Supporting our Test Scores

We have all heard how our schools are failing our kids.  We have heard that we are slipping behind other countries in both math and reading.  There are documentaries that say it.  There are politicians that say it.  There are billionaires that say it. And now, another test says it.

The United States’ ranking in the Programme for International Student Assessment (PISA) is 17th in Reading and 30th in math (1).  In the minds of most, this means that our kids are falling behind the rest of the world.  An American education is not what it once was.  Our schools are failing.

A number of reasons have been used to explain these scores varying from extensive classroom diversity to minimal parent involvement, from lack of national standards and testing to poor teacher quality.  The critics, including Arnie Duncan, Secretary of Education, dismiss excuses and focus on the areas they think they can change, most notably testing and teacher quality (2).  They argue that this is a “wake up call” for American education, and that we must fix these schools.

The possible solutions are numerous.  More charter schools or voucher systems to get kids into better private schools. Change teacher tenure and knock down the teacher’s unions.  Demand higher teacher quality and further training. Mandate teaching programs that show efficacy and replace ones that don’t work. Require longer days, longer school years, and more testing.   Smaller class sizes and more individualized tutoring for struggling students.  Strive for equality in the classroom.

But ignore what happens outside of it.

The truth of the matter is that some schools in United States still have the highest scores in the world on these tests.  In addition, there are many schools in the US that are failing.  The breakdown is pretty stark and the implications very important.

The number one factor in deciphering good school from bad: Poverty (3, 4)

In analysis from Dr. Tirozzi, Director of the NASSP, the PISA test results were broken down by the percentage of students who receive free and reduced lunch as a proxy for poverty.  The breakdown is listed below (5):

Free and Reduced Lunch Rate Math
Schools with <10% 551 (1)
Schools with <25% 527 (3)
Schools with <50% 502 (10)
Schools with <75% 471 (Bad)
Schools with >75% 446 (Worse)
US Average 500 (34)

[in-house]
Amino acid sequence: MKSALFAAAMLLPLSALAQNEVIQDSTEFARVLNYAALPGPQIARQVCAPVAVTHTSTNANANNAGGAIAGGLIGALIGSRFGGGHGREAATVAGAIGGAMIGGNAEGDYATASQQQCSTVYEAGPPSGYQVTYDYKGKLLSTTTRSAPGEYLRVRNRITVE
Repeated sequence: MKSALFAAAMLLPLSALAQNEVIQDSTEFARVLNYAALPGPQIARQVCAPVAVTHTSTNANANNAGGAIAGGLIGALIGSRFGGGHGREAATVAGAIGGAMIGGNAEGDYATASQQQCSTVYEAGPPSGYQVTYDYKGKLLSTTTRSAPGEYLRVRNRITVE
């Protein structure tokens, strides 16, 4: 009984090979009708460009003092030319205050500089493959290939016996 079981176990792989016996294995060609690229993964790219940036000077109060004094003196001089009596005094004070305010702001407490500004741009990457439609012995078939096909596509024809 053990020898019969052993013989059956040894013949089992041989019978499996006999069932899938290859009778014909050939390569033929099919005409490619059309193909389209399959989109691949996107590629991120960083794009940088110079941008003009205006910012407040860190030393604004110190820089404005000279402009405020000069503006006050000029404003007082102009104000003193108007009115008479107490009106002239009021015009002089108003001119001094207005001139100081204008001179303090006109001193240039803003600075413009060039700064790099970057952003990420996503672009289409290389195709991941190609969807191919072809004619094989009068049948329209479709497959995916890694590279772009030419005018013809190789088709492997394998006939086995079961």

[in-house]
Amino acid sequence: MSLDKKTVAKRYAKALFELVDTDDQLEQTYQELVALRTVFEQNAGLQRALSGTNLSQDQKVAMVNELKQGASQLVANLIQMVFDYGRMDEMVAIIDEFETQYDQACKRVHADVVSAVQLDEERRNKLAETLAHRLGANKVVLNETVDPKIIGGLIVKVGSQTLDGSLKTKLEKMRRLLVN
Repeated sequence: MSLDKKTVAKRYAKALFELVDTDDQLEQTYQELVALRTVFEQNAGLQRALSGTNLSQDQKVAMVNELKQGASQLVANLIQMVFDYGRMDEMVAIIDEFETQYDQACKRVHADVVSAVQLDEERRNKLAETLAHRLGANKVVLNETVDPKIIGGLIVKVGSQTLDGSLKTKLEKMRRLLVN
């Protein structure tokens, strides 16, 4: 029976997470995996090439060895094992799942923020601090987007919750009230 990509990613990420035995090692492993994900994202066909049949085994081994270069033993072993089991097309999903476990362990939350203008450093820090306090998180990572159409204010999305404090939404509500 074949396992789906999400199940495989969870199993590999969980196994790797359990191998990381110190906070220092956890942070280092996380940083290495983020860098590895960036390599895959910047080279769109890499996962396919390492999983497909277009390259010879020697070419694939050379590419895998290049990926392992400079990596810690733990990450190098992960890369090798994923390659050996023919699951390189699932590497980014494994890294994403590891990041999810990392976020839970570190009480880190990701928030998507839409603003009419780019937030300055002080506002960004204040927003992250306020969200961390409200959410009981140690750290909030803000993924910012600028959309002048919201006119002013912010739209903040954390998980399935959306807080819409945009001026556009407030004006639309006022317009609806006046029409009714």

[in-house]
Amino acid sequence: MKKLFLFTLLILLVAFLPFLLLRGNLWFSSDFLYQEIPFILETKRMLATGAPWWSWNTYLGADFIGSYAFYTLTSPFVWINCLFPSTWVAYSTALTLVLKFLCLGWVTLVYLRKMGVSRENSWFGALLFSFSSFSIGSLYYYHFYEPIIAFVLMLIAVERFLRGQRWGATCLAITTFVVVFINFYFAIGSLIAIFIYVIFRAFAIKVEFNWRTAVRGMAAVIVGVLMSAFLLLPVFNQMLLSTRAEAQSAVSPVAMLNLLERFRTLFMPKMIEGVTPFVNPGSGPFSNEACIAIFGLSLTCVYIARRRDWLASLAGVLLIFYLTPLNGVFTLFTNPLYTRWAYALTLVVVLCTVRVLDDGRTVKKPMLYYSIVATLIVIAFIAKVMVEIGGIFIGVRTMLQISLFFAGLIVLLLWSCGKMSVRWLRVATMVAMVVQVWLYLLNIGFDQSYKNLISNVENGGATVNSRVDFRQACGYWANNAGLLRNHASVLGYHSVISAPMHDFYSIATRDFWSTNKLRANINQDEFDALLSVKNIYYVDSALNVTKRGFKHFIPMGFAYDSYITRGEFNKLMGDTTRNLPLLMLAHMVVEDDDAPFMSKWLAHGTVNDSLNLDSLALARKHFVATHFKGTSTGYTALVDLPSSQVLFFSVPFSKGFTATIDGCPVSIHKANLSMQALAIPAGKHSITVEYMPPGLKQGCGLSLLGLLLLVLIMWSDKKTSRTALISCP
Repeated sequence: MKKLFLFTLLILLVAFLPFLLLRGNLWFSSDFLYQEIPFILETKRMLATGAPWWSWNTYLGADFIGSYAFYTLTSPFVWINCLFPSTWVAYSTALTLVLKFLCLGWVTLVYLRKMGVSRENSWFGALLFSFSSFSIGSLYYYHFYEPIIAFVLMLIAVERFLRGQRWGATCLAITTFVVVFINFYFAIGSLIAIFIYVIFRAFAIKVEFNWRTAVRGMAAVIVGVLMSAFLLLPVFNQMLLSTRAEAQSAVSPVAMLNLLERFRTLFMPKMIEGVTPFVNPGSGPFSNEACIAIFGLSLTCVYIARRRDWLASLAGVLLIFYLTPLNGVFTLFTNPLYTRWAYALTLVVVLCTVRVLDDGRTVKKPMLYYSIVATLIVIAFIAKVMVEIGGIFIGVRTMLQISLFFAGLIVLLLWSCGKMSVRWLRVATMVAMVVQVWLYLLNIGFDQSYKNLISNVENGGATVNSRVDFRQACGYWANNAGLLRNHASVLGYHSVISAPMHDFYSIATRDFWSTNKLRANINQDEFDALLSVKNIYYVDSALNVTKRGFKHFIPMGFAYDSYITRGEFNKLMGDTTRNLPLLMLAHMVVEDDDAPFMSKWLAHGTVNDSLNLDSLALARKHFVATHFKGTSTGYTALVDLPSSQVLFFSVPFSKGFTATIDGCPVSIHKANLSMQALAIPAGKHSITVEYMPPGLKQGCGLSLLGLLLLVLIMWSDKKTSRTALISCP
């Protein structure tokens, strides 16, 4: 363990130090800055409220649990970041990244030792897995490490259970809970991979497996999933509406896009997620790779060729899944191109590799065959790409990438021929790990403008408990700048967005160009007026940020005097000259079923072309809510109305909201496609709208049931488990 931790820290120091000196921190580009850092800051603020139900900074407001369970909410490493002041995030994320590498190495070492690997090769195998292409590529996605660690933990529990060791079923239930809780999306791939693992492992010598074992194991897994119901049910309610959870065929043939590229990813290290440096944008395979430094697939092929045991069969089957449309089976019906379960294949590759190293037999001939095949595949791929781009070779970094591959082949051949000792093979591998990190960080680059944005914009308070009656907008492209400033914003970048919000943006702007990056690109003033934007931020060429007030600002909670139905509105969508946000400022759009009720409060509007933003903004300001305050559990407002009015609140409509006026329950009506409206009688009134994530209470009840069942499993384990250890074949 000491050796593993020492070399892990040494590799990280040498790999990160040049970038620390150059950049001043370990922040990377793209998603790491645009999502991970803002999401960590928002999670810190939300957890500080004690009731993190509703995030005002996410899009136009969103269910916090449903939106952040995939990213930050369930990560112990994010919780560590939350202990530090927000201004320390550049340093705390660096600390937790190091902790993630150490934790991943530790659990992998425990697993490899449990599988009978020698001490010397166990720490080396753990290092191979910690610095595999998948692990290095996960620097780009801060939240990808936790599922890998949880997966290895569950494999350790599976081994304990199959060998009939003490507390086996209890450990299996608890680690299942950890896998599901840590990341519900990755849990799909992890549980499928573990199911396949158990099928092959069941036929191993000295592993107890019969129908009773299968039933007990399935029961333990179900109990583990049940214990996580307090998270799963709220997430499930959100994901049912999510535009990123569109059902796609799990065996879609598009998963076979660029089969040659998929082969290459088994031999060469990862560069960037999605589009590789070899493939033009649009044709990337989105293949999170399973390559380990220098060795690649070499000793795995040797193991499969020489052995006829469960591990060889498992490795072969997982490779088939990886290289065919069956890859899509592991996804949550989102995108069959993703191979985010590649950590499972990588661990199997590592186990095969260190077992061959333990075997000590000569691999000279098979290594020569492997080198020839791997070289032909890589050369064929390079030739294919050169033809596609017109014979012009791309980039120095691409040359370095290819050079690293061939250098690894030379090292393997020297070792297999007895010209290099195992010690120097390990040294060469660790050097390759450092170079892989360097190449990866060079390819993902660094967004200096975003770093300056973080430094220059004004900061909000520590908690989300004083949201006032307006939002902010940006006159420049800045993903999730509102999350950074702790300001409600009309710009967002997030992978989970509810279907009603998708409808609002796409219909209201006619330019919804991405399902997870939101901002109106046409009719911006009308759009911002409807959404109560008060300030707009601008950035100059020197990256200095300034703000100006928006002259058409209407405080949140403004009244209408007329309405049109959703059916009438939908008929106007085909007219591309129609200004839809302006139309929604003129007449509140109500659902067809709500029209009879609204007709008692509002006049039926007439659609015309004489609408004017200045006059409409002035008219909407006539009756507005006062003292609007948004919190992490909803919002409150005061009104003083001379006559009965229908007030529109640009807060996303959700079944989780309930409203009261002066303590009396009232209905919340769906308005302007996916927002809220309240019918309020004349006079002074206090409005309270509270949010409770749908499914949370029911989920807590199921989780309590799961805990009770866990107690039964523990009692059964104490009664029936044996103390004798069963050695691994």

So what does this mean?  Well, the number in paranthesis is the ranking in the world (4).  So schools with less than 1 in 10 or 1 in 4 are still among the best in the world.  Even if half the kids are on free and reduced lunch, the US ranks a respectable 10th.   But as you can see, if more than half the kids are free and reduced lunch, the scores plummet.

Now perhaps this suggests that these schools are the worst.  That the teachers need inspiring (or firing) and that the systems in place are not working.  Others argue that these are the areas that need charter schools, new programs, and new leadership. But is it really as simple as that?

What if a kid can’t afford their school supplies? If no one can help with homework, how does that influence their schooling?  If a kid is homeless, will that impact his learning?  If a child’s brother is sent to jail and they don’t understand why, could this impact her test scores?  What if a sibling is killed in a shooting, will this child score well? Sadly, these are just a few of the things that have happened in my wife’s classrooms this year.

How can a teacher or a school over come situations like this?

They can’t if we only focus on what happens at school.  All the solutions mentioned above address changes in the classroom.  But it seems obvious that what happens outside of school is just as important.

Ask successful charter schools.  KIPP requires extensive hours and cooperation from its parents, students, and teachers (6, 7).   Ask SEED DC that is a boarding school, ensuring that their kids have a stable, nurturing life outside the classroom (8).  Even Harlem Children’s Zone focused on the community surrounding students in addition to the classroom (9) .

So what does this mean for schools like the one my wife teaches in?

It means making sure kids have the supplies they need.  It means making sure they are nourished both physically and emotionally.  It means support and instruction for their families and their community.  It means longer school days and shorter summer breaks.

It means thinking outside the classroom in addition to with in it.

 

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